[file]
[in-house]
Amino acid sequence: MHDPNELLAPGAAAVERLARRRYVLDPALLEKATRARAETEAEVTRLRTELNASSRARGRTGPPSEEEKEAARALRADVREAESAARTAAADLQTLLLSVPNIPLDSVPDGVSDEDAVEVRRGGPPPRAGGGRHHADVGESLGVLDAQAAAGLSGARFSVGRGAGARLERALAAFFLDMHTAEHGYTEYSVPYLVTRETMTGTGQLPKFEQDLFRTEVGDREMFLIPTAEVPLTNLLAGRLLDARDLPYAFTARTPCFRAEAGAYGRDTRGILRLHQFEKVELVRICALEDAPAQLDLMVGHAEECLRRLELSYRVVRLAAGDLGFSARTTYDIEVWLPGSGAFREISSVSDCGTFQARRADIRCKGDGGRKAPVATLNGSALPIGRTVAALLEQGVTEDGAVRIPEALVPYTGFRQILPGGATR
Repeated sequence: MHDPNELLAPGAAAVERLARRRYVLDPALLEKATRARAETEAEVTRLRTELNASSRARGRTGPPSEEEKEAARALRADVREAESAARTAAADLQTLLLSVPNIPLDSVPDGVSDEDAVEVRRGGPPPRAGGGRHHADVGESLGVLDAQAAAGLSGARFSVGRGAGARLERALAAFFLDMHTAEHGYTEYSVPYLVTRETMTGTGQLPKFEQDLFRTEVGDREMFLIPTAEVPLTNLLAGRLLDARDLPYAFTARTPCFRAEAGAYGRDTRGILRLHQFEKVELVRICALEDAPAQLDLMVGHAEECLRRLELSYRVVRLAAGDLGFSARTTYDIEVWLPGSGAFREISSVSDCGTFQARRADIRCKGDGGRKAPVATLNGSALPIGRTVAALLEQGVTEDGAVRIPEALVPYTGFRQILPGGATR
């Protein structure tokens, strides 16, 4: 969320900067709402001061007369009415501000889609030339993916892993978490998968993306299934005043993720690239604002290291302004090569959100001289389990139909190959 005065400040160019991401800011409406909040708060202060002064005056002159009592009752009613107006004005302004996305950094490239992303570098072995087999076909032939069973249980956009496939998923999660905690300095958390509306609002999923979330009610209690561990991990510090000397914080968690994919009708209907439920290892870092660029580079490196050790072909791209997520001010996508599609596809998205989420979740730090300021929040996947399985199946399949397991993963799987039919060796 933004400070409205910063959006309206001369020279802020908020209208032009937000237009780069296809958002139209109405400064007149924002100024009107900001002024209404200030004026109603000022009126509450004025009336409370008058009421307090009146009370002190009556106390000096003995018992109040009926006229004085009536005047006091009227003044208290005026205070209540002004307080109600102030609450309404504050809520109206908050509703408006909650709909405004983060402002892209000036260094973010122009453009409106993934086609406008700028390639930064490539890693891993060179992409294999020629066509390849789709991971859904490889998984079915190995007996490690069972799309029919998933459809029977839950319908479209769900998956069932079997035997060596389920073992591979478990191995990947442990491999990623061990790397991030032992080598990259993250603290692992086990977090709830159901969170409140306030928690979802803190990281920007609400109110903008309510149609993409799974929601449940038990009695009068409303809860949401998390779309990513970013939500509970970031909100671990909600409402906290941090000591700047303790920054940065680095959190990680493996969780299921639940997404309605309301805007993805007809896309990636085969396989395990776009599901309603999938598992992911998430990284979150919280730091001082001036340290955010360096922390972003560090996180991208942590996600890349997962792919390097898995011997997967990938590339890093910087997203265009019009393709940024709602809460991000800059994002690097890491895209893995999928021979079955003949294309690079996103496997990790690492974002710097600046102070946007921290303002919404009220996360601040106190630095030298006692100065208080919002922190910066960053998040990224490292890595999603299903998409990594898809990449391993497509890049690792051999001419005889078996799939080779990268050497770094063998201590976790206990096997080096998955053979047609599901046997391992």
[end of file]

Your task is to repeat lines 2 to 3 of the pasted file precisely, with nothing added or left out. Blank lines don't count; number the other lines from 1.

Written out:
Amino acid sequence: MHDPNELLAPGAAAVERLARRRYVLDPALLEKATRARAETEAEVTRLRTELNASSRARGRTGPPSEEEKEAARALRADVREAESAARTAAADLQTLLLSVPNIPLDSVPDGVSDEDAVEVRRGGPPPRAGGGRHHADVGESLGVLDAQAAAGLSGARFSVGRGAGARLERALAAFFLDMHTAEHGYTEYSVPYLVTRETMTGTGQLPKFEQDLFRTEVGDREMFLIPTAEVPLTNLLAGRLLDARDLPYAFTARTPCFRAEAGAYGRDTRGILRLHQFEKVELVRICALEDAPAQLDLMVGHAEECLRRLELSYRVVRLAAGDLGFSARTTYDIEVWLPGSGAFREISSVSDCGTFQARRADIRCKGDGGRKAPVATLNGSALPIGRTVAALLEQGVTEDGAVRIPEALVPYTGFRQILPGGATR
Repeated sequence: MHDPNELLAPGAAAVERLARRRYVLDPALLEKATRARAETEAEVTRLRTELNASSRARGRTGPPSEEEKEAARALRADVREAESAARTAAADLQTLLLSVPNIPLDSVPDGVSDEDAVEVRRGGPPPRAGGGRHHADVGESLGVLDAQAAAGLSGARFSVGRGAGARLERALAAFFLDMHTAEHGYTEYSVPYLVTRETMTGTGQLPKFEQDLFRTEVGDREMFLIPTAEVPLTNLLAGRLLDARDLPYAFTARTPCFRAEAGAYGRDTRGILRLHQFEKVELVRICALEDAPAQLDLMVGHAEECLRRLELSYRVVRLAAGDLGFSARTTYDIEVWLPGSGAFREISSVSDCGTFQARRADIRCKGDGGRKAPVATLNGSALPIGRTVAALLEQGVTEDGAVRIPEALVPYTGFRQILPGGATR